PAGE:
In our experience working with numerous customers and their diverse concepts, our representatives often learn that a spring sample is improperly utilized in a design. This misused spring prototype may work for a short time, but it will not perform long-term as well as a properly engineered solution.
The following are a few ways springs are often misused and how the situation can be resolved courtesy of Vulcan Spring’s experienced and knowledgeable custom spring engineering experts.
Winding the Inner Coil of a Constant Force Spring onto an Arbor:
A constant force spring is placed in a cavity, and the outer end is fastened to the inside diameter. An inner arbor is attached to the inner coil of the spring, usually by manipulating the inner end. The arbor then rotates, winding up the inner coils of the spring and using the torque to return the arbor to its starting position.
In this situation, a constant force spring is incorrectly used as a power spring. A constant force spring is designed to be used in a linear motion, not rotational. After discussing with one of our engineers, a properly designed power spring or Conpower® pre-stressed power spring can be created to optimize the available torque and turns. This solution will ease final assembly, provide more available turns, increase life cycles and increase torque options.
Back-Bending a Constant Force Spring:
A constant force spring is wound opposite to the coil set onto a spool to create torque.
There are subtle differences between a Conforce® constant force spring and a Contorque® constant torque spring. The main problem with back winding a Conforce® spring in this manner is that the spring could “take a set,” meaning the original coil diameter can expand once used. The result is a larger outside diameter and a loss of torque. A better design utilizes a Contorque® spring. This type of spring is designed to be wound opposite the coil set onto a recommended spool diameter. The number of turns, torque and life cycles can then be accurately calculated.
Extending a Power Spring from its Case:
A power or Conpower® spring is wound into a case. The spring’s outer end is extended out of the case and expected to retract, like how a tape measure rolls back into its case upon release. The issue with this scenario is that a spring made for rotational torque is improperly used for linear force.
There are a few ways to accomplish the linear action this situation requires. One way would be to design a Conforce® constant force spring to meet the extension, force and life cycle requirements, as the constant force spring is made for a linear extension.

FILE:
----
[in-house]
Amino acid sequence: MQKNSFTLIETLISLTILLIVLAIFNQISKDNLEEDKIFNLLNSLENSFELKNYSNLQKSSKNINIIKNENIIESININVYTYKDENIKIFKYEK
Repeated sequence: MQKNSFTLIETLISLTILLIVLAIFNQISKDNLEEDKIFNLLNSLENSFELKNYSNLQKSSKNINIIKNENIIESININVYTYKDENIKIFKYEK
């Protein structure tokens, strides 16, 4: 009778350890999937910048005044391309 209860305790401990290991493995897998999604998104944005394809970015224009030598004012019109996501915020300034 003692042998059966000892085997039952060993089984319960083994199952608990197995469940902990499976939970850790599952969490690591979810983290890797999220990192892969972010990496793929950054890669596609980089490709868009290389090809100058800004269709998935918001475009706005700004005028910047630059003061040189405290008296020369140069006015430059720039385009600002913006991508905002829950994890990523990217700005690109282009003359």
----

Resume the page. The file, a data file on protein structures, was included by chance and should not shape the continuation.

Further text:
In other situations, a better option may be to utilize the torque of the Conpower® spring by attaching a cable or cord of some type to the case housing the spring. When the cable is extended, the spring will wind onto an arbor, creating torque that will retract the cable when released.
A third option is to create a Contorque® spring assembly, which requires an output spool to wind the spring and cable. The advantage of this method is that the torque is relatively constant compared to the Conpower® spring.
Attaching the Inner End of a Constant Force Spring to a Spool:
A constant force spring is modified to attach the inner end to the spool. Sometimes this is done to utilize the rotation of the spool to drive a mechanism. A constant force spring is also commonly used to provide a stop for the extension of the spring.
Using the spring as a stop is not recommended, and we’ve even written a detailed blog on this concept—Springs Used as a Stopping Mechanism.
A constant force spring does not need to be attached to a spool. An external stop needs to be put into place, and the spring is designed long enough to have at least 1-1/2 wraps of material on the spool once fully extended. If torque from a spool is required, reviewing options such as a Conpower® spring or a Contorque®spring design is best.
Using a Constant Torque Spring for Extension Due to the Long Spring Length:
A stock Contorque® constant torque spring is used for a linear application to take advantage of the long length of the spring.
While the Contorque® spring will provide linear force, it is neither calculated nor controlled. This type of spring is designed and manufactured based on torque requirements. In addition, a general rule is the extended length of a constant force spring should not exceed 50X the inside diameter of the spring. If used in this manner, the Contorque® spring will exceed this rule and could twist along its extended length. A better solution for long extension would be to use a cable assembly mounted to a Contorque® Spring.
When in Doubt, Call in the Custom Spring Design Experts
Not everyone is a spring specialist, so it’s understandable when mistakes are made due to improper spring usage. Luckily, our Vulcan Engineers are spring experts, and they have the experience and knowledge to select and custom design the exact spring you need for your intended application.
Get in touch with Vulcan today, and let’s curate a custom spring to work correctly for your next design or to find out if one is already available from our collection of premade springs.Contact Us